After learning of the Hospital's intentions, the Coalition *fn8 hand-delivered letters on October 16, 1990 to the Mayor and to Carolyn Graham, SHPDA Director, detailing alleged violations of the Hospital's outstanding Certificate (of April 20, 1990) and requesting that they revoke the Hospital's April 1990 Certificate. Having received no response, the Coalition petitioned SHPDA on October 23, asking for enforcement action against the Hospital because of continuing Certificate violations. *fn9 Again, the Coalition received no response. On November 5, the Coalition filed a complaint in Superior Court for equitable relief against the Mayor, SHPDA, and Graham (Case I) without joining the Hospital as a party. In the meantime, three days earlier, the Hospital had filed its formal application with SHPDA for two Certificates of Need for its anticipated conversion.

Judge Moore denied the Coalition's motion for a temporary restraining order. Judge Kessler held a preliminary injunction hearing on December 12 and 13, and, on December 18, she issued a preliminary injunction ordering SHPDA to require the Hospital to obtain a Certificate of Need before closing acute inpatient services.

The closing of medical surgical services at [the Hospital] is a substantial change in service involving a capital expenditure[.] [SHPDA is] enjoined pending the final Disposition of this matter on the merits under D.C. Code 32-303 to require that the Medlantic Health Care Group apply for and obtain a certificate of need before terminating such services at [the Hospital].

Contrary to SHPDA's earlier ruling, the Judge concluded that the closing, like the conversion, was part of the Hospital's announced "single initiative" to reorganize the Hospital and the Washington Hospital Center at a cost of $10 million dollars. Judge Kessler added that, even if the closing as such were seen as an altogether separate transaction, that closing would cause the Hospital itself to shut down and thus trigger required repayment of federal (Hill-Burton) loans. According to Judge Kessler, such repayment would require capital expenditures and thereby invoke the Certificate of Need requirement. The Judge accordingly concluded that, under either analysis, the Hospital could not close its acute inpatient services without a Certificate.

That same day, December 18, SHPDA told the Hospital that, because of the court's ruling, the Hospital had to obtain a Certificate before closing its acute inpatient services. On December 20, the Mayor announced that the District would not appeal the preliminary injunction.

The next day, the Hospital filed a complaint for Declaratory Judgment and Injunctive Relief (Case II) in Superior Court against SHPDA and its Director, Carolyn Graham, asking the court to prevent the District from applying Certificate of Need requirements to the Hospital's proposed closing of its acute inpatient services, and seeking a ruling that enforcement of the Certificate process would amount to an unconstitutional taking. In a nutshell, the Hospital was attempting through a separate lawsuit to undo the preliminary injunction in Case I, to which the Hospital was not a party. On January 4, 1991, the trial court granted the Hospitals request to consolidate Cases I and II and, four days later, granted the Hospital leave to intervene in Case I. That same day, January 8, the Hospital issued a memorandum to its employees saying it had extended their layoffs until a "date between the period of February 20, 1991 and March 5, 1991." On January 8, in response to SHPDA's ruling attributable to the Case I preliminary injunction, the Hospital sent the Agency a Letter of Intent to file Certificate to close its acute inpatient services. Six days later, the Hospital filed a Notice of Appeal in Case I.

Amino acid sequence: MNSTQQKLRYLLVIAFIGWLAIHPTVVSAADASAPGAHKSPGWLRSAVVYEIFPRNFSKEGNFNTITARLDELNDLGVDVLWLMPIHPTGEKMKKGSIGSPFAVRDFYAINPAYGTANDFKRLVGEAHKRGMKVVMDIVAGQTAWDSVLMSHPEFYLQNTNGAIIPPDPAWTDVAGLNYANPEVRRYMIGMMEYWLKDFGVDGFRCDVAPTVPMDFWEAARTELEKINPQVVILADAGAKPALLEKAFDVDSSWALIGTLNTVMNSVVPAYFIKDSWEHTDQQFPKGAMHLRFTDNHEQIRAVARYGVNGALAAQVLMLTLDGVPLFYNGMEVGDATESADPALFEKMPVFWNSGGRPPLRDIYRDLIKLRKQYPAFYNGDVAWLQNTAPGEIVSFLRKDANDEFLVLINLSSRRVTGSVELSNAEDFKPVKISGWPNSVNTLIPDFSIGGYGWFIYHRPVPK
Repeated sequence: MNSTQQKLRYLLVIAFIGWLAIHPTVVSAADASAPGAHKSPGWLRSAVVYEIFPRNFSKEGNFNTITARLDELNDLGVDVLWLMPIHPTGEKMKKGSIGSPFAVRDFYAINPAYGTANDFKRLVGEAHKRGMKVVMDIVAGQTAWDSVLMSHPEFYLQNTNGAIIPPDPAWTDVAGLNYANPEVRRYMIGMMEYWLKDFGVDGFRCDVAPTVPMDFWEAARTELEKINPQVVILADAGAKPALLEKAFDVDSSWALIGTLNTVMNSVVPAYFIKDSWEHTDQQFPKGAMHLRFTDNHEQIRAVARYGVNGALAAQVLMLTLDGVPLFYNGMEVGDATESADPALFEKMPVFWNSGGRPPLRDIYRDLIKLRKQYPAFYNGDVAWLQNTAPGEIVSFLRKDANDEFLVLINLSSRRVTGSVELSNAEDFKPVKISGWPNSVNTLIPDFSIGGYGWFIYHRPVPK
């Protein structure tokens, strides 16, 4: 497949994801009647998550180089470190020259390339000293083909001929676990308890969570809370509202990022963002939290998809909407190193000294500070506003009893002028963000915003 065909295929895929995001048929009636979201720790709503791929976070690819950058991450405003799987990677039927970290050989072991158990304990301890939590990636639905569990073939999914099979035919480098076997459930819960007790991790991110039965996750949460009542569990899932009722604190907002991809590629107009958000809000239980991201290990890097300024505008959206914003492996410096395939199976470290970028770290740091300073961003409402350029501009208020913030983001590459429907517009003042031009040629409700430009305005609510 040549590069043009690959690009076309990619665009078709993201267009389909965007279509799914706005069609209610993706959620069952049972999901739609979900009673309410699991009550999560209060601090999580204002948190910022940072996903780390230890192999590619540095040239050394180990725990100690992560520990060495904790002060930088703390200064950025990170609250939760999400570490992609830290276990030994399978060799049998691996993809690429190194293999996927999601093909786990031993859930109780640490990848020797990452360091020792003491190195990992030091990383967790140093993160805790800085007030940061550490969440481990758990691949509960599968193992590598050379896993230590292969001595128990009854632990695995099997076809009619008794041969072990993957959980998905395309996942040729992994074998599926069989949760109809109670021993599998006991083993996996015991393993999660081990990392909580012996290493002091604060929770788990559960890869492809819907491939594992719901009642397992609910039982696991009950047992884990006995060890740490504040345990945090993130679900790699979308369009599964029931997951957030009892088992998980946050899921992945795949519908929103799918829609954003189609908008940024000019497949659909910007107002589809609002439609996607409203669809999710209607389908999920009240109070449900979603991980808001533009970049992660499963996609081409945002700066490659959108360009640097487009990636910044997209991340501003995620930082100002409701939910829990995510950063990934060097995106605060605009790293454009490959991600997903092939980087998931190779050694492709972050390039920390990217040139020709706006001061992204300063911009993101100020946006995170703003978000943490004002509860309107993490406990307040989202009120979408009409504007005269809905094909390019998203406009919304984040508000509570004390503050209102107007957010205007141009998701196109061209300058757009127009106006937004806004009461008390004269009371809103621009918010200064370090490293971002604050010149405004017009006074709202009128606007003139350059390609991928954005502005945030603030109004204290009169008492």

On January 30, 1991, Judge Kessler held a non-evidentiary hearing on the issues the Hospital raised in Case II. On February 4, the Judge denied the Hospital's motion for preliminary injunction to halt application of the Certificate process to the proposed closing. The Judge noted that SHPDA was currently reviewing the Hospital's application for a Certificate to close acute care services and that no final decision had been made. Judge Kessler therefore refused to interfere with SHPDA's decision-making process and dismissed the Hospital's motion because of the failure to exhaust administrative remedies.

The Hospital accordingly sent SHPDA a letter on February 13, requesting expedited treatment of its application for a Certificate and waiver of certain procedural requirements. The District filed a Motion for Temporary Restraining Order on February 14 to prevent the Hospital from closing its acute inpatient services before it had received the required Certificate. The trial court denied the District's motion the next day, ruling it was premature.

On February 19, the Hospital filed an application for a Certificate to close its acute inpatient services. On February 22, Director Graham told the Hospital that SHPDA could not exempt it from a Certificate of Need for closing acute inpatient services and that a final decision on the Hospital's application could not be made until June 20, 1991. Nonetheless, on February 25, the Hospital's President and Chief Executive Officer sent a letter to all employees saying that by March 5 "all acute services will cease." On March 1, the Hospital published a public notice in the Washington Post ...